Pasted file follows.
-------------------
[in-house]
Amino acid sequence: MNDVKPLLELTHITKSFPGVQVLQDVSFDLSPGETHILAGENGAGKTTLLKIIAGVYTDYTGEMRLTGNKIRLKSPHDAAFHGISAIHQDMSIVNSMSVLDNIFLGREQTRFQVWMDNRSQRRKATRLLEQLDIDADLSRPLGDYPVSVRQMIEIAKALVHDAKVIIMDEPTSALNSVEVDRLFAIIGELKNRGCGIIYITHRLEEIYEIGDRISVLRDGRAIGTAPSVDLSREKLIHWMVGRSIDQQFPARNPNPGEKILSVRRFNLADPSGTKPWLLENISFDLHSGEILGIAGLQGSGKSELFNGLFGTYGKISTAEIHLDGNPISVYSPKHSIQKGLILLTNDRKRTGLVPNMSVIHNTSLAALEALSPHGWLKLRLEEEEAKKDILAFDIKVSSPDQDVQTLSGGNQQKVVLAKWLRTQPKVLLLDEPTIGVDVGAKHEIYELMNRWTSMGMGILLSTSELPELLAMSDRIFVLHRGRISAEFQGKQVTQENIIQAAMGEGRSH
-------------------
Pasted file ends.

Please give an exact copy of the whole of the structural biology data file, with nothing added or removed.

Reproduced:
[in-house]
Amino acid sequence: MNDVKPLLELTHITKSFPGVQVLQDVSFDLSPGETHILAGENGAGKTTLLKIIAGVYTDYTGEMRLTGNKIRLKSPHDAAFHGISAIHQDMSIVNSMSVLDNIFLGREQTRFQVWMDNRSQRRKATRLLEQLDIDADLSRPLGDYPVSVRQMIEIAKALVHDAKVIIMDEPTSALNSVEVDRLFAIIGELKNRGCGIIYITHRLEEIYEIGDRISVLRDGRAIGTAPSVDLSREKLIHWMVGRSIDQQFPARNPNPGEKILSVRRFNLADPSGTKPWLLENISFDLHSGEILGIAGLQGSGKSELFNGLFGTYGKISTAEIHLDGNPISVYSPKHSIQKGLILLTNDRKRTGLVPNMSVIHNTSLAALEALSPHGWLKLRLEEEEAKKDILAFDIKVSSPDQDVQTLSGGNQQKVVLAKWLRTQPKVLLLDEPTIGVDVGAKHEIYELMNRWTSMGMGILLSTSELPELLAMSDRIFVLHRGRISAEFQGKQVTQENIIQAAMGEGRSH